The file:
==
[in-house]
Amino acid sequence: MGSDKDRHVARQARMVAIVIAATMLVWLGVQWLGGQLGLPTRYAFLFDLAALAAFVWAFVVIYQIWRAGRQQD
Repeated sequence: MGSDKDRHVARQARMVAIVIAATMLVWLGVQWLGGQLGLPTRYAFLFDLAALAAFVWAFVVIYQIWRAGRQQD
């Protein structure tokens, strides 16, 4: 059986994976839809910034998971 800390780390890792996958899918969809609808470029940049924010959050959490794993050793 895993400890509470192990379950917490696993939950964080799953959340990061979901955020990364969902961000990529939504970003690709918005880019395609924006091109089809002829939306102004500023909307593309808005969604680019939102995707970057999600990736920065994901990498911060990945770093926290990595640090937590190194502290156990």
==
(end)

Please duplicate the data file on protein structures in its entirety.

[in-house]
Amino acid sequence: MGSDKDRHVARQARMVAIVIAATMLVWLGVQWLGGQLGLPTRYAFLFDLAALAAFVWAFVVIYQIWRAGRQQD
Repeated sequence: MGSDKDRHVARQARMVAIVIAATMLVWLGVQWLGGQLGLPTRYAFLFDLAALAAFVWAFVVIYQIWRAGRQQD
């Protein structure tokens, strides 16, 4: 059986994976839809910034998971 800390780390890792996958899918969809609808470029940049924010959050959490794993050793 895993400890509470192990379950917490696993939950964080799953959340990061979901955020990364969902961000990529939504970003690709918005880019395609924006091109089809002829939306102004500023909307593309808005969604680019939102995707970057999600990736920065994901990498911060990945770093926290990595640090937590190194502290156990």